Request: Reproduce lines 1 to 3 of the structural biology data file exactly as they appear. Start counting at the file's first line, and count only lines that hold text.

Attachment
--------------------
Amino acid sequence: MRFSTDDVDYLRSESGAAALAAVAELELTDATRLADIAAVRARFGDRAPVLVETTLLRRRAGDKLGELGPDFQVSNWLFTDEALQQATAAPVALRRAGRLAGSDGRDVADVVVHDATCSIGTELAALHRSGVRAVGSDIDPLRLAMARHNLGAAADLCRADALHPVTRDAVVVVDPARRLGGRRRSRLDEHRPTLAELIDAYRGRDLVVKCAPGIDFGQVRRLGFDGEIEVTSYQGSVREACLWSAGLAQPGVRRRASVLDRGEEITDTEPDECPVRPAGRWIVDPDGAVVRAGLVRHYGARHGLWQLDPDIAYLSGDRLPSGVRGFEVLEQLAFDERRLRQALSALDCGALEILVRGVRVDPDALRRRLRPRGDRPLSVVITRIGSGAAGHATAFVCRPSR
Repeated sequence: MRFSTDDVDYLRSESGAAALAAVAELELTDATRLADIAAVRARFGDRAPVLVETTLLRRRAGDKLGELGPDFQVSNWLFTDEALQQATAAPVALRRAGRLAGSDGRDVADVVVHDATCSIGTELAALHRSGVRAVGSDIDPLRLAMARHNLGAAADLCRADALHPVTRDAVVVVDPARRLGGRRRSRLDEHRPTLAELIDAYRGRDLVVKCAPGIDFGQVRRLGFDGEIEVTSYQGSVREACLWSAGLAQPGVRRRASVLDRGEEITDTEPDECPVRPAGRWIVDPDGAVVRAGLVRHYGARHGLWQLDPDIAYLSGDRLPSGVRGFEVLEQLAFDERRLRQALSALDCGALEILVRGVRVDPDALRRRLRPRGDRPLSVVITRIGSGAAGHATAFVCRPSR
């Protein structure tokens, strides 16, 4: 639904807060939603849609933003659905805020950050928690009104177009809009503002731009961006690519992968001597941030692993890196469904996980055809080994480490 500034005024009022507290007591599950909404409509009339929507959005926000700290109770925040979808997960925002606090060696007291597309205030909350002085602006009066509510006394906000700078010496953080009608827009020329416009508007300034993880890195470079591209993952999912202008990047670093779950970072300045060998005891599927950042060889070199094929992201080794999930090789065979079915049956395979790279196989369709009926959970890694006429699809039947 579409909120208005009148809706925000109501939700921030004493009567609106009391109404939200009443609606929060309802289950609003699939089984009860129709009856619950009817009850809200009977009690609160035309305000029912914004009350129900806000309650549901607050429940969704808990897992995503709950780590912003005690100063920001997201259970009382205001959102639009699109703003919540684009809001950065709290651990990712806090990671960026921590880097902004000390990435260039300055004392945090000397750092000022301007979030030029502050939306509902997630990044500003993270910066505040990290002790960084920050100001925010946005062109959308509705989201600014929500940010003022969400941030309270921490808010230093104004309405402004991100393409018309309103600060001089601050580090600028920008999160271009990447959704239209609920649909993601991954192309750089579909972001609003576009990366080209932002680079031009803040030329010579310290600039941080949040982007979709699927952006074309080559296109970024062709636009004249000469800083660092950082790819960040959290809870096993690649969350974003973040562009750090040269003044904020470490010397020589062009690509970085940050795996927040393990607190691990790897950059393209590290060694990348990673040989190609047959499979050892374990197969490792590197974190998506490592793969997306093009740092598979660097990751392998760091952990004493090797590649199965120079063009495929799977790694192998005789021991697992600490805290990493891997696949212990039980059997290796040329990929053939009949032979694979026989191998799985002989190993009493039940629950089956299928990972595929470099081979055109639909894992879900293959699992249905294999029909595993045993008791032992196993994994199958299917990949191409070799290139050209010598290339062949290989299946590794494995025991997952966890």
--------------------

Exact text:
Amino acid sequence: MRFSTDDVDYLRSESGAAALAAVAELELTDATRLADIAAVRARFGDRAPVLVETTLLRRRAGDKLGELGPDFQVSNWLFTDEALQQATAAPVALRRAGRLAGSDGRDVADVVVHDATCSIGTELAALHRSGVRAVGSDIDPLRLAMARHNLGAAADLCRADALHPVTRDAVVVVDPARRLGGRRRSRLDEHRPTLAELIDAYRGRDLVVKCAPGIDFGQVRRLGFDGEIEVTSYQGSVREACLWSAGLAQPGVRRRASVLDRGEEITDTEPDECPVRPAGRWIVDPDGAVVRAGLVRHYGARHGLWQLDPDIAYLSGDRLPSGVRGFEVLEQLAFDERRLRQALSALDCGALEILVRGVRVDPDALRRRLRPRGDRPLSVVITRIGSGAAGHATAFVCRPSR
Repeated sequence: MRFSTDDVDYLRSESGAAALAAVAELELTDATRLADIAAVRARFGDRAPVLVETTLLRRRAGDKLGELGPDFQVSNWLFTDEALQQATAAPVALRRAGRLAGSDGRDVADVVVHDATCSIGTELAALHRSGVRAVGSDIDPLRLAMARHNLGAAADLCRADALHPVTRDAVVVVDPARRLGGRRRSRLDEHRPTLAELIDAYRGRDLVVKCAPGIDFGQVRRLGFDGEIEVTSYQGSVREACLWSAGLAQPGVRRRASVLDRGEEITDTEPDECPVRPAGRWIVDPDGAVVRAGLVRHYGARHGLWQLDPDIAYLSGDRLPSGVRGFEVLEQLAFDERRLRQALSALDCGALEILVRGVRVDPDALRRRLRPRGDRPLSVVITRIGSGAAGHATAFVCRPSR
């Protein structure tokens, strides 16, 4: 639904807060939603849609933003659905805020950050928690009104177009809009503002731009961006690519992968001597941030692993890196469904996980055809080994480490 500034005024009022507290007591599950909404409509009339929507959005926000700290109770925040979808997960925002606090060696007291597309205030909350002085602006009066509510006394906000700078010496953080009608827009020329416009508007300034993880890195470079591209993952999912202008990047670093779950970072300045060998005891599927950042060889070199094929992201080794999930090789065979079915049956395979790279196989369709009926959970890694006429699809039947 579409909120208005009148809706925000109501939700921030004493009567609106009391109404939200009443609606929060309802289950609003699939089984009860129709009856619950009817009850809200009977009690609160035309305000029912914004009350129900806000309650549901607050429940969704808990897992995503709950780590912003005690100063920001997201259970009382205001959102639009699109703003919540684009809001950065709290651990990712806090990671960026921590880097902004000390990435260039300055004392945090000397750092000022301007979030030029502050939306509902997630990044500003993270910066505040990290002790960084920050100001925010946005062109959308509705989201600014929500940010003022969400941030309270921490808010230093104004309405402004991100393409018309309103600060001089601050580090600028920008999160271009990447959704239209609920649909993601991954192309750089579909972001609003576009990366080209932002680079031009803040030329010579310290600039941080949040982007979709699927952006074309080559296109970024062709636009004249000469800083660092950082790819960040959290809870096993690649969350974003973040562009750090040269003044904020470490010397020589062009690509970085940050795996927040393990607190691990790897950059393209590290060694990348990673040989190609047959499979050892374990197969490792590197974190998506490592793969997306093009740092598979660097990751392998760091952990004493090797590649199965120079063009495929799977790694192998005789021991697992600490805290990493891997696949212990039980059997290796040329990929053939009949032979694979026989191998799985002989190993009493039940629950089956299928990972595929470099081979055109639909894992879900293959699992249905294999029909595993045993008791032992196993994994199958299917990949191409070799290139050209010598290339062949290989299946590794494995025991997952966890």